Fahey says Newmarket trainers are protecting strike-rates
Trainers in North Yorkshire were responsible for five of Britain's ten busiest yards in terms of runners in 2016 – and trainer Richard Fahey believes his counterparts in Newmarket are reluctant to run lower-rated horses.
Fahey sent out more runners than any other trainer in Britain last year with 1,747, more than 300 more than his closest rival, fellow North Yorkshire-based handler Mark Johnston.
Richard Hannon was the only other trainer to saddle more than 1,000 runners, while none of the ten busiest trainers is based in Newmarket.
Fahey feels many Newmarket trainers care too much about their strike-rates and therefore keep their less talented horses under wraps.
"They will go mad at me, but in my opinion they don't run their bad horses down there," he said. "There's a grade for the bad horses and if that's where we have to go to win then we'll do that.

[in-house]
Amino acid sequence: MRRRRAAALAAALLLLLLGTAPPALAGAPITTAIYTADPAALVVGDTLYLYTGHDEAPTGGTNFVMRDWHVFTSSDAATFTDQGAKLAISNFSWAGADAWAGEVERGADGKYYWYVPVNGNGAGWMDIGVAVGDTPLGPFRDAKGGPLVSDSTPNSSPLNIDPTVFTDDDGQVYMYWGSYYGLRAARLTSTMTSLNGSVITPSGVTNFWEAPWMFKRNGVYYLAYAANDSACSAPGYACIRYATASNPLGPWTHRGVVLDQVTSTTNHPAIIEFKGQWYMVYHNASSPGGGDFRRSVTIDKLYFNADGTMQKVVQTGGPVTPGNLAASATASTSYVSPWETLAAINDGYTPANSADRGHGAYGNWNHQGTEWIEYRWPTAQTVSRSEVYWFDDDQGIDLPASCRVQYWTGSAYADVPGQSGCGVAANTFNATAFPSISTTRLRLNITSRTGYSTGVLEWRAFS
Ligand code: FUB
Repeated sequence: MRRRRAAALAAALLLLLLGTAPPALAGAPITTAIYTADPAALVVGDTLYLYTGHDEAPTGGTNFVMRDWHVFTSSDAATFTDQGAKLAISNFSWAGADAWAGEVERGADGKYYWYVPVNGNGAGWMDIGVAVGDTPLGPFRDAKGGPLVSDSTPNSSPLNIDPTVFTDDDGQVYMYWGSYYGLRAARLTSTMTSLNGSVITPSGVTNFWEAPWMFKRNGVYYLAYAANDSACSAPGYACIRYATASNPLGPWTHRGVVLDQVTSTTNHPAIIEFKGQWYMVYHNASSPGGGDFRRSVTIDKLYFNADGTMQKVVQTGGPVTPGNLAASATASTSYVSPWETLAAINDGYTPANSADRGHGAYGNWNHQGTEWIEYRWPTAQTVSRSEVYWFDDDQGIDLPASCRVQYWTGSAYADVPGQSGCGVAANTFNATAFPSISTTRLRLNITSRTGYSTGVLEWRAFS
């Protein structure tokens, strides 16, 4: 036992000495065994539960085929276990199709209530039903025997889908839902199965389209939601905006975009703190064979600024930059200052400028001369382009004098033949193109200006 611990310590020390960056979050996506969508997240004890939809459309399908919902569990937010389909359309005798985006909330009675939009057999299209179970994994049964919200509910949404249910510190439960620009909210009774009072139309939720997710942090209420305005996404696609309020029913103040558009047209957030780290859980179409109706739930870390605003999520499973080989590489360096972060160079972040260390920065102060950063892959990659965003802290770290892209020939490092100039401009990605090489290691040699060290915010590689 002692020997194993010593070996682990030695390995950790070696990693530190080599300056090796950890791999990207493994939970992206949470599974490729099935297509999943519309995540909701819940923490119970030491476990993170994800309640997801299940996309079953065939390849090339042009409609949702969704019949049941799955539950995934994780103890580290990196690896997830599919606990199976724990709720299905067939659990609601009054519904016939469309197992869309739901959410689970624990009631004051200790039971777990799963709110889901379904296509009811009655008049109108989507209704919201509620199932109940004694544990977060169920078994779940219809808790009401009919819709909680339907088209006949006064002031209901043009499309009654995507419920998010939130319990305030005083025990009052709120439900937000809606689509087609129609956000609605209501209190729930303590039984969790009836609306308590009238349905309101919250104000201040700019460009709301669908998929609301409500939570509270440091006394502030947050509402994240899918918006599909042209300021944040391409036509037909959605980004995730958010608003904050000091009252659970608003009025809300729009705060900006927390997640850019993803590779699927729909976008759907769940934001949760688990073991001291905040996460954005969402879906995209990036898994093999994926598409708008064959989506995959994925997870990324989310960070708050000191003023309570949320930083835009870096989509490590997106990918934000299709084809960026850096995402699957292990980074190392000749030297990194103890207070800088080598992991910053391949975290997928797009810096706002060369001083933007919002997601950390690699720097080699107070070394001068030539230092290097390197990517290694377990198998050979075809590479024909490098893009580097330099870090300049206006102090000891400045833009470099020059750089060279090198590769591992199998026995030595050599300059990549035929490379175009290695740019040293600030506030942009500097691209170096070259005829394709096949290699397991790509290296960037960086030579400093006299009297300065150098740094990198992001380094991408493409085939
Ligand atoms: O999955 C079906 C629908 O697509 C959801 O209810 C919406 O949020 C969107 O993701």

'There's a stigma further south'
"I do feel there's a stigma further south about that, and that they like their strike-rates more than we do. Our job is to train what's in front of us, whether they go fast or not, and do our best for people giving us their hard-earned money.
"There are trainers down in Newmarket with a lot more horses than us and sometimes I think they're afraid to run them because they don't want to find out they're no good and their strike-rate will go down. Well, that never bothers me."
Reflecting on his own 2016 campaign, Fahey said that while Ribchester provided the highlight when winning the Group 1 Prix Jacques le Marois at Deauville in August, he felt too many of his horses ended up badly handicapped and unable to fall down the ratings quickly enough.
While Fahey was the busiest trainer, Luke Morris was by far the busiest jockey in 2016, taking 1,301 rides, the only rider to clear the 1,000 barrier.
Elsewhere in the final quarter of 2016, data compiled by the Racing Post showed field sizes increased compared to the third quarter of the year, up from 8.75 to 9.53. That figure also represented an increase on the same period in 2015, when the average field size came in at 9.11.
Average prize-money in October, November and December was also up slightly on the same period in 2015, from £13,195.76 to £13,458.77, a figure that stands up well in comparison with recent years.
In the fourth quarter of 2011, average prize-money was £9,010.44 and the figure has increased year on year since.